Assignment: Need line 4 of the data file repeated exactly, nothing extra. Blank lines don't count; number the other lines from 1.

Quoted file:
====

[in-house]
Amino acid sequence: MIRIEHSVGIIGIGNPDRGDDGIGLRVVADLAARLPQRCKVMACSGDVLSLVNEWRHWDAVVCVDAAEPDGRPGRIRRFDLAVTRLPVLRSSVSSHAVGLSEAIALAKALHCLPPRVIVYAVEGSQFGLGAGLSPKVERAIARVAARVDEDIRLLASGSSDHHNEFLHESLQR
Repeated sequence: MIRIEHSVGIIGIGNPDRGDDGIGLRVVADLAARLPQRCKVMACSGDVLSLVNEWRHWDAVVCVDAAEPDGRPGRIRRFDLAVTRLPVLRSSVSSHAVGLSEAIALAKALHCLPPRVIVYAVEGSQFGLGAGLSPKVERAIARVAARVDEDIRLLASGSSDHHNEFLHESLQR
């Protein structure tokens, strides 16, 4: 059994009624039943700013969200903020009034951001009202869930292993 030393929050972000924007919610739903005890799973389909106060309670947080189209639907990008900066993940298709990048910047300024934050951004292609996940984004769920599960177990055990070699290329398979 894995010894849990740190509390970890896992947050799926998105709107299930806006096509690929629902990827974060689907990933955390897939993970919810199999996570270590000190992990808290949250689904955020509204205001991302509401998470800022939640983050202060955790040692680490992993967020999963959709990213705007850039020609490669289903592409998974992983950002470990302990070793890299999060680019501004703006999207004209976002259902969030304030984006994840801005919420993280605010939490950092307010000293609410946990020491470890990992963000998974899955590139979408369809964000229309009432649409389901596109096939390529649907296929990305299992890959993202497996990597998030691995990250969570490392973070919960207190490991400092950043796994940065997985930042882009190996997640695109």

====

């Protein structure tokens, strides 16, 4: 059994009624039943700013969200903020009034951001009202869930292993 030393929050972000924007919610739903005890799973389909106060309670947080189209639907990008900066993940298709990048910047300024934050951004292609996940984004769920599960177990055990070699290329398979 894995010894849990740190509390970890896992947050799926998105709107299930806006096509690929629902990827974060689907990933955390897939993970919810199999996570270590000190992990808290949250689904955020509204205001991302509401998470800022939640983050202060955790040692680490992993967020999963959709990213705007850039020609490669289903592409998974992983950002470990302990070793890299999060680019501004703006999207004209976002259902969030304030984006994840801005919420993280605010939490950092307010000293609410946990020491470890990992963000998974899955590139979408369809964000229309009432649409389901596109096939390529649907296929990305299992890959993202497996990597998030691995990250969570490392973070919960207190490991400092950043796994940065997985930042882009190996997640695109």